Politics and Terrorism 

When the attack in Paris took place, I wondered what political objective such an attack could have? What is the interest of an armed group thousands of kilometres away – al-Qaeda in Yemen – to claim an attack against a little-known magazine with a circulation of 60,000 copies drawing cartoons in a foreign language? Al-Qaeda in Yemen is already in war with a number of its co-religionists and neighbours, why did it need to attack a foreign country? What was its motivation? What objectives did it hope to achieve from such an attack? What consequences would such an attack have on French foreign policy and on the complex on-going conflicts in the Middle East?

I remembered some years back when I was doing research on Jihadi volunteers in the Lebanese Bekaa Valley who had joined the Zarqawi network in Iraq. Afterwards, my contact said the following concerning the political immaturity of these groups: “Their problem is that they do not read newspapers.” Is it true that Jihadi groups are unable to read the political consequences of their violent crimes? 

If the Jihadis themselves are unable to provide clear political demands for their acts, analysts should do the reading for the consequences of their violence. The only interpretation I can give is that various Salafi-Jihadi competing groups, al-Qaeda and Islamic State in Iraq and Syria, among others, need spectacular attacks that can attract media attention to reinforce their own legitimacy within this logic of inter-Jihadi competition. The Jihadist militants issued from European migrant communities, in their turn, imagine that they are in war with “Crusaders and Jews” but they are not. They are fighting against the secular state and its laws. And those forces that will emerge, in case the Jihadi attacks exacerbate public opinion even further, is not an equivalent of European religious radicalism, but extreme right nationalism. In France, the National Front is already seen as the winner in the aftermath of the attacks on Charlie Hebdo, what an irony of history that the sacrifice of a group of journalists, which carry the political culture of the 1968 movement, will profit French nationalism and the extreme right!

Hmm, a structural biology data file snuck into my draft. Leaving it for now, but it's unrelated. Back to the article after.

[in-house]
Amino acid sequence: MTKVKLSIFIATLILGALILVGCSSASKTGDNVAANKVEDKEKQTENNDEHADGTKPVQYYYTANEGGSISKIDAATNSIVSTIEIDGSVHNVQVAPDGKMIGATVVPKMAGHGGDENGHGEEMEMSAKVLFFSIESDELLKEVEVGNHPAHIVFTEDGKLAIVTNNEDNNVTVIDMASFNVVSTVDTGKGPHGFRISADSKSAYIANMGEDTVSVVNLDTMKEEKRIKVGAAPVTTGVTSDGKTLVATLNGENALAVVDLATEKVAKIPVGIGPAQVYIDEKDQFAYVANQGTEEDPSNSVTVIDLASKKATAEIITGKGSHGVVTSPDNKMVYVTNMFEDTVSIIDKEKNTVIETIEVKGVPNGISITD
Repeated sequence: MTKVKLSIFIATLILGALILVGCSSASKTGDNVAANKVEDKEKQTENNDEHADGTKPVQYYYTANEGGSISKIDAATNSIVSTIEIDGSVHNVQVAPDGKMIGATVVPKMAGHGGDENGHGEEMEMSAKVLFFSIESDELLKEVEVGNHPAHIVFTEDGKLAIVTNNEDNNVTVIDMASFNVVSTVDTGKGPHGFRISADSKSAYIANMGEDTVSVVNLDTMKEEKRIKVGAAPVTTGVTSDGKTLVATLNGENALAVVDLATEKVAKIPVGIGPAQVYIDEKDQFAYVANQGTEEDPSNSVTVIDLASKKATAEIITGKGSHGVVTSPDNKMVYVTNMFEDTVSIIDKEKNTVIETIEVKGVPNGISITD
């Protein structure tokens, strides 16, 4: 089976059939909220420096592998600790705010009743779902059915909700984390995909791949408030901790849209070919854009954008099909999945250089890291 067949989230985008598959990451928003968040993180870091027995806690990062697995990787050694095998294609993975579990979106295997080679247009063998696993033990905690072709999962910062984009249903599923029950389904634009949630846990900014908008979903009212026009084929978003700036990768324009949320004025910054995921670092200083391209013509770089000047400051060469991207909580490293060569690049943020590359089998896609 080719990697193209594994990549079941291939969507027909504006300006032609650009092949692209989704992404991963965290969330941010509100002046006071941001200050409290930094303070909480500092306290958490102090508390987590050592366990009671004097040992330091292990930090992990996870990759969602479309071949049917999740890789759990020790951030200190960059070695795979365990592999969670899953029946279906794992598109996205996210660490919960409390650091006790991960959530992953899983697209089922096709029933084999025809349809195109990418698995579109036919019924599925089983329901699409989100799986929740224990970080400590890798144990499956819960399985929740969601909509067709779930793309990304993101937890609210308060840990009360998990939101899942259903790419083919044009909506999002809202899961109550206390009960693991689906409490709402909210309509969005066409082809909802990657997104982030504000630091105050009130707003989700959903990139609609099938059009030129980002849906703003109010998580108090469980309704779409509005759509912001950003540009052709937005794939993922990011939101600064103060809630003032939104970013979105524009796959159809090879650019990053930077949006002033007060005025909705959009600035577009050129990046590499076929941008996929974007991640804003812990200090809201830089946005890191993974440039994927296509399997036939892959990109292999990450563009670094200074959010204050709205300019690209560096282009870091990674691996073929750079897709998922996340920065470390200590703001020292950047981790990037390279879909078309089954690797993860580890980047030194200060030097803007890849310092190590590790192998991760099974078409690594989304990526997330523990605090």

If jihadists do not have the habit to read newspapers, they tend to be even less interested in history. The European political and legal order is fragile, and emerged from two of the most horrific conflicts that have taken place in human history. We have just commemorated the 100th anniversary of the start of World War I, although Arab or Turkish media hardly noticed it. The jihadists with their ignorance and indiscriminate violence are awakening the most dangerous and criminal of political forces that have ever existed. And they are taking the migrant communities in Europe as hostage. 

Today, Salafi-Jihadists are much more successful among youth from migrant communities, than, for example, during the attacks of September 2001. There are important sectors among these youth that are sensitive to Jihadi arguments, and consider attacks such as the one in Paris legitimate. In the Middle East too the Salafi-Jihadi political influence has spread: in 2001 they were confined to Afghan and Pakistani tribal regions. Today they are in the heart of the Arabo-Islamic world, and neighbours of Europe: in Iraq, Syria, Yemen, and Libya, among others.

Communities of migrant background from Arab and Muslim origins face a number of problems in Europe: discrimination, isolation, and the full weight of the economic crisis. The answer to this is to develop the necessary means of struggle that the legal system and political culture offers. When Cabu, Charb, Wollinski, Honoré, Tignous and others published “Charia Hebdo” they argued that they followed French laws, and not Islamic law, which permitted them to exercise their satire. Arabo-Muslim community leaders living in Europe should make a conscious choice about which legal system they want to follow: the republican laws in France, or that of Al-Qaeda in Yemen. This is not an easy task, but absolutely necessary today, if we, all of us, want to avoid falling hostage to Jihadists, and the rising nationalism in Europe. And our own growing fear and censorship will not help.